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Chronic Headache: a Review of Interventional Treatment Strategies in Headache Management

  • Ruchir Gupta
  • Kyle Fisher
  • Srinivas PyatiEmail author
Chronic Daily Headache (SJ Wang, Section Editor)
  • 114 Downloads
Part of the following topical collections:
  1. Topical Collection on Chronic Daily Headache

Abstract

Purpose of the Review

To provide an overview of current interventional pain management techniques for primary headaches with a focus on peripheral nerve stimulation and nerve blocks.

Recent Findings

Despite a plethora of treatment modalities, some forms of headaches remain intractable to conservative therapies. Interventional pain modalities have found a niche in treating headaches. Individuals resistant to common regimens, intolerant to pharmaceutical agents, or those with co-morbid factors that cause interactions with their therapies are some instances where interventions could be considered in the therapeutic algorithm. In this review, we will discuss these techniques including peripheral nerve stimulation, third occipital nerve block (TON), lesser occipital nerve block (LON), greater occipital nerve block (GON), sphenopalatine block (SPG), radiofrequency ablation (RFA), and cervical epidural steroid injections (CESI).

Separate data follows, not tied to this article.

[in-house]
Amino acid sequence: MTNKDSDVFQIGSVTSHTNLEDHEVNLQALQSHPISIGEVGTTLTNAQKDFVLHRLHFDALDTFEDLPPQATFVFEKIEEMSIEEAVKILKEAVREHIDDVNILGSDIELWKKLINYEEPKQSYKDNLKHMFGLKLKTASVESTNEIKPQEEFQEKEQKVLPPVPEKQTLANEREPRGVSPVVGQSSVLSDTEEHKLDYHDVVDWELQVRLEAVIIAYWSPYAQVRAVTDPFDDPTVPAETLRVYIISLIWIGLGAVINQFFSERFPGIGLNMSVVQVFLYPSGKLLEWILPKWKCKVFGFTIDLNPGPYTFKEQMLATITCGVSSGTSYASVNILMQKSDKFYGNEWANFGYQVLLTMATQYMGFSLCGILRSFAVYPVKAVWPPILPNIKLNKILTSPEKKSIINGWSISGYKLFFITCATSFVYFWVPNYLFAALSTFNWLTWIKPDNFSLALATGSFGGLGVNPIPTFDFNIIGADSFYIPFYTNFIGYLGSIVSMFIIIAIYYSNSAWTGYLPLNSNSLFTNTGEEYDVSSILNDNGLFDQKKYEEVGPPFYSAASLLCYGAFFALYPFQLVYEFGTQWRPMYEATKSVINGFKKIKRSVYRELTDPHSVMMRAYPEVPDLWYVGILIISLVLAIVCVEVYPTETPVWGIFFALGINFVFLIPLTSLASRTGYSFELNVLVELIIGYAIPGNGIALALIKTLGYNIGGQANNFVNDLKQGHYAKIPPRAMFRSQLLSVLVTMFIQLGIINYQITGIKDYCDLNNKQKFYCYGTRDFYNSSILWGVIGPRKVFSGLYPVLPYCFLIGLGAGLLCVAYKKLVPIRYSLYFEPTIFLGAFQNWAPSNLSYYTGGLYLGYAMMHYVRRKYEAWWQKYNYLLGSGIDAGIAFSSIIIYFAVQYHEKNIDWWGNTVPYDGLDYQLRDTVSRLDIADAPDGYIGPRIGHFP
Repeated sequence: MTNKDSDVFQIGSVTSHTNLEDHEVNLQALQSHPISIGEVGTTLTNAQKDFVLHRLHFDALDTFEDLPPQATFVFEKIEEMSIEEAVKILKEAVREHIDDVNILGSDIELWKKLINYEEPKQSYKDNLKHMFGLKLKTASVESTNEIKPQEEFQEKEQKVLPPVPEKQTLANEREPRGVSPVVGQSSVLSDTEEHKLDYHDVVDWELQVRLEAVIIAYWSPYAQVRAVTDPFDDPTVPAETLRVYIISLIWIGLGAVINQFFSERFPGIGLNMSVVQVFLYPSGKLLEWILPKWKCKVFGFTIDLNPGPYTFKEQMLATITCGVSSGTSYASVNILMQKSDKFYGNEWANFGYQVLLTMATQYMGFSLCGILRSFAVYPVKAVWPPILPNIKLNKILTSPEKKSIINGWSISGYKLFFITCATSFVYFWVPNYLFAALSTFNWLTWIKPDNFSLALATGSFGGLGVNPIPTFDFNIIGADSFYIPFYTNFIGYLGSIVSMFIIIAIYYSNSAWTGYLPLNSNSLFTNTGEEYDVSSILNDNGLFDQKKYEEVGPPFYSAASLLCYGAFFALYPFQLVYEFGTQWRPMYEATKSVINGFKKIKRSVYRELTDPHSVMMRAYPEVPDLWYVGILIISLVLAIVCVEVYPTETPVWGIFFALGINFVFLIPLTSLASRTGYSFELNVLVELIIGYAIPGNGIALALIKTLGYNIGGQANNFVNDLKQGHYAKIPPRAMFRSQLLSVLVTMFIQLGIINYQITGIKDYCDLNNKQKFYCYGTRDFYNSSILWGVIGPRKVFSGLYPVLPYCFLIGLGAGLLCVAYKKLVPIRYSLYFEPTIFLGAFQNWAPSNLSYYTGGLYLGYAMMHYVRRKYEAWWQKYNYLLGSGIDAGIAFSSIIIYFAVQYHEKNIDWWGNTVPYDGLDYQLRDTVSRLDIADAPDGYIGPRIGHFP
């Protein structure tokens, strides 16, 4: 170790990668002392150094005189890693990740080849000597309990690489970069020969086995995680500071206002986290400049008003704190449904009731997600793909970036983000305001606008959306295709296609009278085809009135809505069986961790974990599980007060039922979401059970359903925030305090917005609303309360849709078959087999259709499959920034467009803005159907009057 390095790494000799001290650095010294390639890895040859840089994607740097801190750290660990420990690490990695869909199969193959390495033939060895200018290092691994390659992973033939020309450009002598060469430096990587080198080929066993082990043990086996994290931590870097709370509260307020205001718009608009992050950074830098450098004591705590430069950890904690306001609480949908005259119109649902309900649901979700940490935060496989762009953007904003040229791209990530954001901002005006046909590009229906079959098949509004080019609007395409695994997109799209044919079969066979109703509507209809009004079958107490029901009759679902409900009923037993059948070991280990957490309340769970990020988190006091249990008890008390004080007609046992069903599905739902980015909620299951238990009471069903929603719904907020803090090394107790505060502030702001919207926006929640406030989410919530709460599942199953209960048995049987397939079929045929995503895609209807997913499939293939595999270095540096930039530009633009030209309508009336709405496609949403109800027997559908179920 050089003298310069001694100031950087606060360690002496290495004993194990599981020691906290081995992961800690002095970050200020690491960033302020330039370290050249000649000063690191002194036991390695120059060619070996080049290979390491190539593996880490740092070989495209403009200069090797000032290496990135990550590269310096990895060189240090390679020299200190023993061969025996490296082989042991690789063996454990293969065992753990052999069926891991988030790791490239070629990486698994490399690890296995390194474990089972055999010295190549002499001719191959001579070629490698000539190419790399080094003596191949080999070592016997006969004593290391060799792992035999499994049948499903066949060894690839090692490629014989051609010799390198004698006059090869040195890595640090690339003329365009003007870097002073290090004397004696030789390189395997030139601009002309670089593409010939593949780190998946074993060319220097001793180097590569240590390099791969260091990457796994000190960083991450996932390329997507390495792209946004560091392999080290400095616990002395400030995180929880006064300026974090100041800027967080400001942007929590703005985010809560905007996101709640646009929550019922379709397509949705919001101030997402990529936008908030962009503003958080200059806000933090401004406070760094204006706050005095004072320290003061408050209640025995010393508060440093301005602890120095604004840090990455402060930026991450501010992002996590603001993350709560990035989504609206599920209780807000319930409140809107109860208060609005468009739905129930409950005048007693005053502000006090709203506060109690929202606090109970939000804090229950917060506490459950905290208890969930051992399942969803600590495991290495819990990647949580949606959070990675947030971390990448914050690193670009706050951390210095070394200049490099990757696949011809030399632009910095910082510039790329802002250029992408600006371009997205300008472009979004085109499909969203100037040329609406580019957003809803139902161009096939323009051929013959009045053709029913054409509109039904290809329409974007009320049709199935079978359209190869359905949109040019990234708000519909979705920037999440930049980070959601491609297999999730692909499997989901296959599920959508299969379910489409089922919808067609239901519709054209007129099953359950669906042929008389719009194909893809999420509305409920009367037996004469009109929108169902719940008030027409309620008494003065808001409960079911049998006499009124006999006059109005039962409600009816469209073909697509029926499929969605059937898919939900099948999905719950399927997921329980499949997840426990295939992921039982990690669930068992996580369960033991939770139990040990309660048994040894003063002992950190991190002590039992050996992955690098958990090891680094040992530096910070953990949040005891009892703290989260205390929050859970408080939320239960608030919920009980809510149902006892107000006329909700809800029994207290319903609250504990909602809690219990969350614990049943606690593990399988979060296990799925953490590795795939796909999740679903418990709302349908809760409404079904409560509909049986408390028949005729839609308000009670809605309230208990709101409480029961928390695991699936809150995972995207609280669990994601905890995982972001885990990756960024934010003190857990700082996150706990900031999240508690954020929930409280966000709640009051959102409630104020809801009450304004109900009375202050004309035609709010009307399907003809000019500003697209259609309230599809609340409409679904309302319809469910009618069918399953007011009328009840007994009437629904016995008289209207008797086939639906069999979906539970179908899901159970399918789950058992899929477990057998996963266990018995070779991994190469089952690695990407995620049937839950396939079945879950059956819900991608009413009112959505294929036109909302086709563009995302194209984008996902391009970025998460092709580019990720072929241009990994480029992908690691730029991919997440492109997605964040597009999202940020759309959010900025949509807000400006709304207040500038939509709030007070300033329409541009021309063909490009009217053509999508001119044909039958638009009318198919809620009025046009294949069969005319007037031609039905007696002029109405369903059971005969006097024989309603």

Summary

Physicians have used several interventional techniques to treat primary headaches. While many can be treated pharmacologically, those who continue to suffer from refractory or severe headaches may see tremendous benefit from a range of more invasive treatments which focus on directly inhibiting the painful nerves. While there is a plethora of evidence suggesting these methods are effective and possibly durable interventions, there is still a need for large, prospective, randomized trials to clearly demonstrate their efficacy.

Keywords

Cervicogenic headache Peripheral nerve stimulation Radiofrequency ablation Greater occipital nerve block Lesser occipital nerve block Sphenopalatine block 

Notes

Compliance with Ethics Guidelines

Conflict of Interest

Ruchir Gupta, Kyle Fisher, and Srinivas Pyati declare no conflict of interest.

Human and Animal Rights and Informed Consent

This article does not contain any studies with human or animal subjects performed by any of the authors.

References

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Copyright information

© Springer Science+Business Media, LLC, part of Springer Nature 2019

Authors and Affiliations

  1. 1.Department of AnesthesiologyStonybrook UniversityStony BrookUSA
  2. 2.Department of AnesthesiaDuke UniversityDurhamUSA
  3. 3.Department of AnesthesiologyDuke University School of Medicine and Durham Veterans Affairs Health SystemsDurhamUSA

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